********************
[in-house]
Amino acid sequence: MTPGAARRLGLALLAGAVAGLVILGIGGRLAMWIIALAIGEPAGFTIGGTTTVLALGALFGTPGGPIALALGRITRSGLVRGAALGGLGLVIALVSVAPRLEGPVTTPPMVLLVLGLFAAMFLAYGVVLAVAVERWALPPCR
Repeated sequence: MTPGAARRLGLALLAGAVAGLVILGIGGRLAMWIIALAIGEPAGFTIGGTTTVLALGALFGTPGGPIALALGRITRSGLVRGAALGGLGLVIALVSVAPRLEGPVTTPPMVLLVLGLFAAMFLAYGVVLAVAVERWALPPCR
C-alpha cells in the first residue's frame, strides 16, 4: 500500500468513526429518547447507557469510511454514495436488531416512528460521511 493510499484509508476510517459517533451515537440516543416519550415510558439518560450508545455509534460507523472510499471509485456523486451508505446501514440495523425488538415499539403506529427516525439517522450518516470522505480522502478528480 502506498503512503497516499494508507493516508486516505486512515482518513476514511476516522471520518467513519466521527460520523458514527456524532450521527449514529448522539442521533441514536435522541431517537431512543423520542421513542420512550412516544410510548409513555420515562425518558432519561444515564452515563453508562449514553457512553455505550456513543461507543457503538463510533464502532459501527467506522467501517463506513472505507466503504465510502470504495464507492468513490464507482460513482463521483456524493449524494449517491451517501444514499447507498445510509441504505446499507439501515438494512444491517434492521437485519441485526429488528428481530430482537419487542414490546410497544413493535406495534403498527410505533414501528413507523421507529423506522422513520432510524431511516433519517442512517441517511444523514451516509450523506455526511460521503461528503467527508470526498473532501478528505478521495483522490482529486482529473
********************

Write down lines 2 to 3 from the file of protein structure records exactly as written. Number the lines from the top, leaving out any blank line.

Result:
Amino acid sequence: MTPGAARRLGLALLAGAVAGLVILGIGGRLAMWIIALAIGEPAGFTIGGTTTVLALGALFGTPGGPIALALGRITRSGLVRGAALGGLGLVIALVSVAPRLEGPVTTPPMVLLVLGLFAAMFLAYGVVLAVAVERWALPPCR
Repeated sequence: MTPGAARRLGLALLAGAVAGLVILGIGGRLAMWIIALAIGEPAGFTIGGTTTVLALGALFGTPGGPIALALGRITRSGLVRGAALGGLGLVIALVSVAPRLEGPVTTPPMVLLVLGLFAAMFLAYGVVLAVAVERWALPPCR